The Bush tax cuts were broad and deep. The 10-year, $1.35 trillion tax cut enacted in 2001 introduced a 10 percent tax bracket. That immediately provided $600 in annual tax relief for married couples with taxable income of at least $12,000.

The 2001 law eventually doubled the child tax credit from $500 to $1,000. It also eliminated the so-called "marriage penalty" for couples with taxable incomes up to nearly $55,000 and reduced the penalty for others. The top individual income-tax rate, which was increased from 28 percent to 31 percent in 1990 and then to 39.6 percent in 1993, was lowered to 35 percent. Three other tax rates were each reduced by 3 percentage points.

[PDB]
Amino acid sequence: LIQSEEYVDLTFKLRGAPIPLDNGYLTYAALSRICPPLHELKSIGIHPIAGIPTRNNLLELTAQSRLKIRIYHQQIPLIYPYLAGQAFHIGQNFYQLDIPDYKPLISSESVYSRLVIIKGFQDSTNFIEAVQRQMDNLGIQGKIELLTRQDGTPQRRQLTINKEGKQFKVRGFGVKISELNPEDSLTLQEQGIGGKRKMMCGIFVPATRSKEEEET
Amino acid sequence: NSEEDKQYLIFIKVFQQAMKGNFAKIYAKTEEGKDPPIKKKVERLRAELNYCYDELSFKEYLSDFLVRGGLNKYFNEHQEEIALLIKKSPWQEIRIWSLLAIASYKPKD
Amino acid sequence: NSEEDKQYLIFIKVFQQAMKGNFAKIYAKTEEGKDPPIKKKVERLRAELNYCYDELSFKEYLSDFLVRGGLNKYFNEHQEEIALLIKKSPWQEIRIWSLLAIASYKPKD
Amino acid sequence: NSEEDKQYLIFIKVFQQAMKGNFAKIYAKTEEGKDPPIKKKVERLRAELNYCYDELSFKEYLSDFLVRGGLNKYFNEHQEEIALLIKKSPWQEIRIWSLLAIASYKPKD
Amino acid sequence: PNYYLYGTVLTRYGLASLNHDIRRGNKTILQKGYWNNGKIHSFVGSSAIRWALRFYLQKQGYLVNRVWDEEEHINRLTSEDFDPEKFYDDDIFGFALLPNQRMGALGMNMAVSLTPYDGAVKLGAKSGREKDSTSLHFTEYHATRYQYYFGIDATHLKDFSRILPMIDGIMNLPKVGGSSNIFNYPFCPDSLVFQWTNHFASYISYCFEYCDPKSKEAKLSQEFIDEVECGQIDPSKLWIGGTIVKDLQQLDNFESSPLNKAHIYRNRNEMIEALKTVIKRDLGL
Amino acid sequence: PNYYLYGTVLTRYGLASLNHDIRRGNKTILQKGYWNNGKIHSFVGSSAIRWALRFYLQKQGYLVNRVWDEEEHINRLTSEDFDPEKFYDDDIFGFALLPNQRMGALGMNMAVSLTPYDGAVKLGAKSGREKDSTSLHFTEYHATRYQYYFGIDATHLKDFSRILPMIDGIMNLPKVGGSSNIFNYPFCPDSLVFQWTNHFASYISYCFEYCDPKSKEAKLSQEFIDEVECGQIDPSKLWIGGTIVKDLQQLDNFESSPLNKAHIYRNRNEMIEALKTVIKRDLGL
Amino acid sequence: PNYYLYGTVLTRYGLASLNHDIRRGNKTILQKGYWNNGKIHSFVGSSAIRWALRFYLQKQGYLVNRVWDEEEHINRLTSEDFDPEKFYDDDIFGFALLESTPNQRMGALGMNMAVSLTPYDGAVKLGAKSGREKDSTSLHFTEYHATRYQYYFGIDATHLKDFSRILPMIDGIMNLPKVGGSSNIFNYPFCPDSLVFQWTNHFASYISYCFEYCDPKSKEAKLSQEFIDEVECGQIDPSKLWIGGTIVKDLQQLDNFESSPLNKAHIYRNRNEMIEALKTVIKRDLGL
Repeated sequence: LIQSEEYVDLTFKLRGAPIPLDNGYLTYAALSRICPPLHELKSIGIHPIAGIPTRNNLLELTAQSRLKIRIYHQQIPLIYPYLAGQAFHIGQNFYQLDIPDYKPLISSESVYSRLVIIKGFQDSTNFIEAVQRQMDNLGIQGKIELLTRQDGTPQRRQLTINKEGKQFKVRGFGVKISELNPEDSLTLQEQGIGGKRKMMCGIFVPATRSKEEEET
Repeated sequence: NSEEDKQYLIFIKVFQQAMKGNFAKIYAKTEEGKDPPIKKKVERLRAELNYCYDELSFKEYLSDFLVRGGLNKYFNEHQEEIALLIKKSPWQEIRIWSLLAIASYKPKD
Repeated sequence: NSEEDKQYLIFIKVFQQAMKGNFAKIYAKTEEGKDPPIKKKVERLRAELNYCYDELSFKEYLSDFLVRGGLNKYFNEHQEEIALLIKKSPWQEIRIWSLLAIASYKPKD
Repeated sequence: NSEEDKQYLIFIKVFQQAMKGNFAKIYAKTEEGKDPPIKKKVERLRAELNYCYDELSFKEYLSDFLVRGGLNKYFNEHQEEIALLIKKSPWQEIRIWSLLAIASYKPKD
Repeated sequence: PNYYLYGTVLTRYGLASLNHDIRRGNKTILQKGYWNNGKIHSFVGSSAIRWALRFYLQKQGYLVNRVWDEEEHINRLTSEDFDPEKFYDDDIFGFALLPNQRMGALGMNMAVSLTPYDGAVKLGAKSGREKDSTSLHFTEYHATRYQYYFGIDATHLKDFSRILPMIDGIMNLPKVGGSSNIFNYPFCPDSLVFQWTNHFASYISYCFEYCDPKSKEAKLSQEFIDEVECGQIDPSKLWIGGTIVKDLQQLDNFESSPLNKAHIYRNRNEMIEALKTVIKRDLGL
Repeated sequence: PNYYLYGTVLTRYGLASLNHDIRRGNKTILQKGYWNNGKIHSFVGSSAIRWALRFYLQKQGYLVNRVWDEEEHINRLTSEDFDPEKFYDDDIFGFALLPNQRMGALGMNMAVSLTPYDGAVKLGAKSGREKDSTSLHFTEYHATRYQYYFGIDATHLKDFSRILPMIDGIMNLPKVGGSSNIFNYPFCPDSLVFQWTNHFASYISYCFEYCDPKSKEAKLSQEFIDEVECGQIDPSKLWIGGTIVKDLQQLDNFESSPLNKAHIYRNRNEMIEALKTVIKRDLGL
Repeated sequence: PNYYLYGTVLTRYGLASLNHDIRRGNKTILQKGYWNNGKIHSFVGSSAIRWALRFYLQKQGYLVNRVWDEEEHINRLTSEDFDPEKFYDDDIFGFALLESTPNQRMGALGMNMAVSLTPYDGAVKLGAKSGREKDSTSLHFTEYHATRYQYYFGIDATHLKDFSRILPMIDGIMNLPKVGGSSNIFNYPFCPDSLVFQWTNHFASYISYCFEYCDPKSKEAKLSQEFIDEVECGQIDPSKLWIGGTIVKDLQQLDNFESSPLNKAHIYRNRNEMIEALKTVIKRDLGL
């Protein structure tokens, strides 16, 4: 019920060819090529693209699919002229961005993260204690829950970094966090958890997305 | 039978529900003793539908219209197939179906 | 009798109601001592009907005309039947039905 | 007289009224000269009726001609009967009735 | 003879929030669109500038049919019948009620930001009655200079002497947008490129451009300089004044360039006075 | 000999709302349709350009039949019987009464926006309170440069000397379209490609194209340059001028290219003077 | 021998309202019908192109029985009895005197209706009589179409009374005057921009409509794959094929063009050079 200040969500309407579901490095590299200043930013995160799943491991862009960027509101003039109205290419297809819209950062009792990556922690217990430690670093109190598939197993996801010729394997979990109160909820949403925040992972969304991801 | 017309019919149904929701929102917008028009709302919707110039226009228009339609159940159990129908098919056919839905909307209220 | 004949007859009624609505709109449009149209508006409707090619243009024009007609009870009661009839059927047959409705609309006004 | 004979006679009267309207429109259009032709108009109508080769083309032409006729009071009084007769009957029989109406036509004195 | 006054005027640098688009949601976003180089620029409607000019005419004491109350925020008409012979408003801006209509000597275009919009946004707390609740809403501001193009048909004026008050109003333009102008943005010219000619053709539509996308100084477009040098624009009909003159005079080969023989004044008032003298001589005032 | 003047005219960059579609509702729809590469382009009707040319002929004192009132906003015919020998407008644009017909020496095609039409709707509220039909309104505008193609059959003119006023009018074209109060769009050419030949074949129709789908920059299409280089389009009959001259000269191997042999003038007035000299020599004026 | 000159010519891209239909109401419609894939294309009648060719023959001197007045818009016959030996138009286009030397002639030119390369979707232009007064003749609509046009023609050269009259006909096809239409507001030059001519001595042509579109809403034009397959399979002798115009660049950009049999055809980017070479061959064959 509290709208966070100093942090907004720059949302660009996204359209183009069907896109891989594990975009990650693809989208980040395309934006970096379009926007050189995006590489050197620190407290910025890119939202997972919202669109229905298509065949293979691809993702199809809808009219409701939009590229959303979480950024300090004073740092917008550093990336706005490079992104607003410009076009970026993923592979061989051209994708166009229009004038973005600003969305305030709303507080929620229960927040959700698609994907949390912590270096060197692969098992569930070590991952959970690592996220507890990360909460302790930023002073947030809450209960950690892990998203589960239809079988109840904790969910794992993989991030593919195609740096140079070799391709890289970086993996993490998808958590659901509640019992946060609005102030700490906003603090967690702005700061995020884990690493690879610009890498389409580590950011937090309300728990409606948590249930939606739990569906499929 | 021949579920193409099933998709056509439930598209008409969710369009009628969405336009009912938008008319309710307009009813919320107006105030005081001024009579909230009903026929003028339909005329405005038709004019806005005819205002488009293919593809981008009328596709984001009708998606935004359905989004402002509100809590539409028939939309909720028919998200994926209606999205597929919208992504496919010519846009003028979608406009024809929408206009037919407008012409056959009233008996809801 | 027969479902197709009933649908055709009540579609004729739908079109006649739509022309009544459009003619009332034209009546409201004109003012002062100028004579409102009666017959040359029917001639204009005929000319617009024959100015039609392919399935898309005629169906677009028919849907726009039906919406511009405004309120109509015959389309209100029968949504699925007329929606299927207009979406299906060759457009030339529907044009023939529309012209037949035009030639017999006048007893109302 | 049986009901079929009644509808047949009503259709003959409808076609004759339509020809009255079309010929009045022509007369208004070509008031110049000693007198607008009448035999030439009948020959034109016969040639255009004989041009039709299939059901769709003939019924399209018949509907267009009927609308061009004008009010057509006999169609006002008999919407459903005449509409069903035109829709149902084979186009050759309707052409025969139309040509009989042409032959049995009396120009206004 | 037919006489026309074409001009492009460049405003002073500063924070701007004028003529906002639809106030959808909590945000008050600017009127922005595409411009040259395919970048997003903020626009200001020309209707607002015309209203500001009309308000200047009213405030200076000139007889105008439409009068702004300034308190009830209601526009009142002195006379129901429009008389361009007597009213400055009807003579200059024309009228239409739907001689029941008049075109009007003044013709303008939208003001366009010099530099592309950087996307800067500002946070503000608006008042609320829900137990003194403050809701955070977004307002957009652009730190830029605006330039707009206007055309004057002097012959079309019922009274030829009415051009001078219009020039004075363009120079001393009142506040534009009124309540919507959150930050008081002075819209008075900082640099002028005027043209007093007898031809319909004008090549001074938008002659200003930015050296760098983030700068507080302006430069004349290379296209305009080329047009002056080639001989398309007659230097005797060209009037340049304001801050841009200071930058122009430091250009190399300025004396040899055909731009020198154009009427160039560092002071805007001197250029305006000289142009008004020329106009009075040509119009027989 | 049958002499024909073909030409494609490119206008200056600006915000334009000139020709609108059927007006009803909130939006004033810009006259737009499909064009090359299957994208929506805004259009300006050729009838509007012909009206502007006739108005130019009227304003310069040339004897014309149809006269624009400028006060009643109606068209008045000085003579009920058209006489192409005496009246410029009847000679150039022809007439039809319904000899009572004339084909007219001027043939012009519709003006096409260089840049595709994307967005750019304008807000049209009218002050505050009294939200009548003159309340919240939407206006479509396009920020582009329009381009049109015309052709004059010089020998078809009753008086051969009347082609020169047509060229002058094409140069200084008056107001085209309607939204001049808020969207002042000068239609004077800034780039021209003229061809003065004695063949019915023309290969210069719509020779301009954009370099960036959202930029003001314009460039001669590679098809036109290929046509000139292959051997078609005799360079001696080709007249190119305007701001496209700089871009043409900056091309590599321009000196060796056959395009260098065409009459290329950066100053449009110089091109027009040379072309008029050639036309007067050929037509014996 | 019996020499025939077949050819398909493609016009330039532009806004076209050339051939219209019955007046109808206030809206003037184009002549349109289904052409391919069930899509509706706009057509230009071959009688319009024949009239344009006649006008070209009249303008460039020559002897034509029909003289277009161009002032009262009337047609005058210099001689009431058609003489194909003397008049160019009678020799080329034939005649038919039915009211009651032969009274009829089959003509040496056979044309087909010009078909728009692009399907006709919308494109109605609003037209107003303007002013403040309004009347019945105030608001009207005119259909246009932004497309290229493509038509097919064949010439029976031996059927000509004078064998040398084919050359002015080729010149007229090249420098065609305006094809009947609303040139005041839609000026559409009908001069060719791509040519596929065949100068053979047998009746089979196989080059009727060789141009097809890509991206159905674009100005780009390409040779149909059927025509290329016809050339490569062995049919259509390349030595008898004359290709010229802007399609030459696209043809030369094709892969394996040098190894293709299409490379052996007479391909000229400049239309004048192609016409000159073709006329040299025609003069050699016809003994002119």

The 2001 law also increased incentives to save for retirement by raising contribution limits for IRAs and 401(k) pension plans. The law also phased in a repeal of the estate tax by 2010.

The 2003 bill reduced taxes by $330 billion over five years. Principally, it lowered the top dividend-tax rate from 39.6 percent in 2000 to 15 percent and the top capital-gains tax rate from 20 percent to 15 percent.

So, how has the economy performed since Mr. Bush signed the tax-relief bills?

The 2001 tax cut was passed two months into an eight-month recession that began in March. Even though the recession officially ended that November, the economy remained sluggish and employment continued to decline until the summer of 2003.